Liberals need to address trust deficit

When MLA Colin Hansen mused recently that BC’s Liberals should change the name of their party, he failed to appreciate how many folks were only too happy to slap lipstick on his pig.

When MLA Colin Hansen mused recently that BC’s Liberals should change the name of their party, he failed to appreciate how many folks were only too happy to slap lipstick on his pig.

Rather than encouraging serious discourse about political branding, Premier Christy Clark’s stalking horse launched a new game for Liberal detractors with too much time on their hands.

The blogosphere was rife with suggestions such as the Fiberals, the Lie Ability Party, the Christy Crunch Party, Snow White & the 47 Dwarfs, the Alliance of Used Car Salesmen of BC and, my personal favourite, the New Christy Minstrels.

Hansen said: “In the minds of a lot of voters, I think there is confusion between the federal Liberal Party and the BC Liberal Party which have no connection at all. And yet, in the minds of a lot of voters, they believe there is a connection.”

The former finance minister’s attempt to get rebranding off the back burner got a frosty reception from senior cabinet colleagues such as Education Minister George Abbott and House Leader and Energy Minister Rich Coleman.

The notion that the Liberals can so readily escape the legacy of former premier Gordon Campbell and dodge the taint of the Liberals’ near death experience federally is about as probable as convincing the public that the Golden Arches are orthotics for seniors. Rebranding is not accomplished quickly or easily.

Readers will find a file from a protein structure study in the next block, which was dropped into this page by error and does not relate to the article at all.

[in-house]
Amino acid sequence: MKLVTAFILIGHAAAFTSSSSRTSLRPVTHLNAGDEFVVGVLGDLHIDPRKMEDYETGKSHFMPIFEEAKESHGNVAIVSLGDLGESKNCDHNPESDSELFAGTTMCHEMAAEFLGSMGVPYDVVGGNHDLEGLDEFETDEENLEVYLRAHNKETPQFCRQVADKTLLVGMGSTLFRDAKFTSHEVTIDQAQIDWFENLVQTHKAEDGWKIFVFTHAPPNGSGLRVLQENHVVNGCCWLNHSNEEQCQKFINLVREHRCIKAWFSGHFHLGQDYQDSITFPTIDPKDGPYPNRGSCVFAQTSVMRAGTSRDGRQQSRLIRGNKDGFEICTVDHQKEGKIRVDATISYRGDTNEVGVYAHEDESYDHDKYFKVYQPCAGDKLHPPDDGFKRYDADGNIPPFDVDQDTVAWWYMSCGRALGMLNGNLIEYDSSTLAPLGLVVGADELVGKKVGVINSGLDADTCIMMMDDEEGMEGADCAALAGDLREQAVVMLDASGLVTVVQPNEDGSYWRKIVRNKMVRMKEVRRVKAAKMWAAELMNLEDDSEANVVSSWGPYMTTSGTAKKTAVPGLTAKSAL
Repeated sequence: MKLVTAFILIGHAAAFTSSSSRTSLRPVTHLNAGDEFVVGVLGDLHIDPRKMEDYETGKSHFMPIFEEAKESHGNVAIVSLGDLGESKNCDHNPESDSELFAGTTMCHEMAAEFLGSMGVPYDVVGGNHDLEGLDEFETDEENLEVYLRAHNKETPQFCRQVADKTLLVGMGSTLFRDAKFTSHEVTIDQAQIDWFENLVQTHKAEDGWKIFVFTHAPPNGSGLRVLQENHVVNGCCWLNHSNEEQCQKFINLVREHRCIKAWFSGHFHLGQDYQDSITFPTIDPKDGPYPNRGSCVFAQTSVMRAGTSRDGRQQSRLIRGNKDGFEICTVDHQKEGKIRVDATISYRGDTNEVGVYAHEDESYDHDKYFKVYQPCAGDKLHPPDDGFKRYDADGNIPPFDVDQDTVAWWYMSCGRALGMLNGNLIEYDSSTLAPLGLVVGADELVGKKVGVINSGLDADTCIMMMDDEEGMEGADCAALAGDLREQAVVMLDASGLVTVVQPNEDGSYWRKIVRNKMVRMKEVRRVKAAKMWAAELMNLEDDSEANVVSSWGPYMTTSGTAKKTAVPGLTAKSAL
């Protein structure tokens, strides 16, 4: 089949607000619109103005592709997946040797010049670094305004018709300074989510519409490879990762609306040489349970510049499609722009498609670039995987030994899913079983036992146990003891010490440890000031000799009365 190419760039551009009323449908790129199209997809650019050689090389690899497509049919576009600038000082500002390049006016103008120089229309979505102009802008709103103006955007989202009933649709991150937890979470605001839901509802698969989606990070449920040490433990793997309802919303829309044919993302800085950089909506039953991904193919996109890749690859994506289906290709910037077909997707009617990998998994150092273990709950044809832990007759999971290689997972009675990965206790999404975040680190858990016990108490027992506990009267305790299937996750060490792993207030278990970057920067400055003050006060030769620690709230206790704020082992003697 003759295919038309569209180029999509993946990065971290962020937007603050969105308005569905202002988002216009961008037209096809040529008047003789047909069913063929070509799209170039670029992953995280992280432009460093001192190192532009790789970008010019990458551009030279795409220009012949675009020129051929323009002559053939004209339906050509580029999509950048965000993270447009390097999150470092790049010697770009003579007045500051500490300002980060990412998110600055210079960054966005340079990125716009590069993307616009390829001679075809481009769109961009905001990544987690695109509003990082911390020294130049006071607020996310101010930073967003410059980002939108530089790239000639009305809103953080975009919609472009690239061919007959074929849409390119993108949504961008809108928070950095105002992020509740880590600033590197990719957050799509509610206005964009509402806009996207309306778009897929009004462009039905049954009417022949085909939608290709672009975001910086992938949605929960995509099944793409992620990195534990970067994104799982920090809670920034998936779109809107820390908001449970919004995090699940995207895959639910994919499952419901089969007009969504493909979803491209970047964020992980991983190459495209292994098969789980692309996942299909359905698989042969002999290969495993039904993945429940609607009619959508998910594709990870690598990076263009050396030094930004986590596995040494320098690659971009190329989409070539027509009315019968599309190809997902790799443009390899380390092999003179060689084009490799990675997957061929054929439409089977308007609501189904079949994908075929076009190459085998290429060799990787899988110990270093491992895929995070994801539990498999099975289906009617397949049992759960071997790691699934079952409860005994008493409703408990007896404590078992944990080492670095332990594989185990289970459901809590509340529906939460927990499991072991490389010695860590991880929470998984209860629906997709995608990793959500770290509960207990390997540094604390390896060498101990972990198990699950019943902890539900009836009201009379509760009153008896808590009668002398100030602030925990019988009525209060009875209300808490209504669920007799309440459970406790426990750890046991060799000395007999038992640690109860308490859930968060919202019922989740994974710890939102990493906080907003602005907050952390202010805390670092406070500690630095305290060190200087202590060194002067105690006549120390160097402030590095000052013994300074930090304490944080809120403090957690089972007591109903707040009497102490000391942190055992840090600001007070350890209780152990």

Earlier this year the Kootenay East Liberal constituency association submitted a proposal for changing the name. Even so, the riding’s maverick MLA Bill Bennett said he was “not naive enough to think we can change the relationship of the party with the public simply by changing the name.”

In fact recent opinion polling makes it clear that the Liberals’ issues with voters are not skin deep. They are fundamental. An Ipsos Reid poll showed the Liberals and NDP neck and neck in public support. However, the really bad news was buried deeper. Survey respondents were asked to give the Liberals an approval rating in eight categories of government stewardship.

The only issue on which the government got more approval than disapproval was the economy where a slight majority, 51 per cent, approved of the government’s performance, while 43 per cent disapproved.

In all the other categories the government’s ratings were pathetic: Crime/justice: 53 per cent disapproval; environment: 53 per cent disapproval; education: 59 per cent disapproval; taxes: 64 per cent disapproval; health care: 65 per cent disapproval; spending taxpayer money wisely: 65 per cent disapproval; and, worst of all, ethics and accountability: 70 per cent disapproval.

The only good news for the Liberals was that Clark had a big lead over the NDP’s Adrian Dix as the leader British Columbians think would make a better premier with 47 per cent choosing Clark compared to just 25 per cent for Dix. Regardless, while it is still early in the premier’s mandate, her government is not benefitting from her personal appeal and charisma.

What can the Liberals take away from this? Clearly they must reject any notion of changing the party name in the near term. Such a gambit would be seen as cynical cosmetics. The pig would still be the pig.

Premier Clark’s sole challenge between now and the election likely this fall should be addressing the public trust deficit that has become Gordon Campbell’s lingering legacy. M

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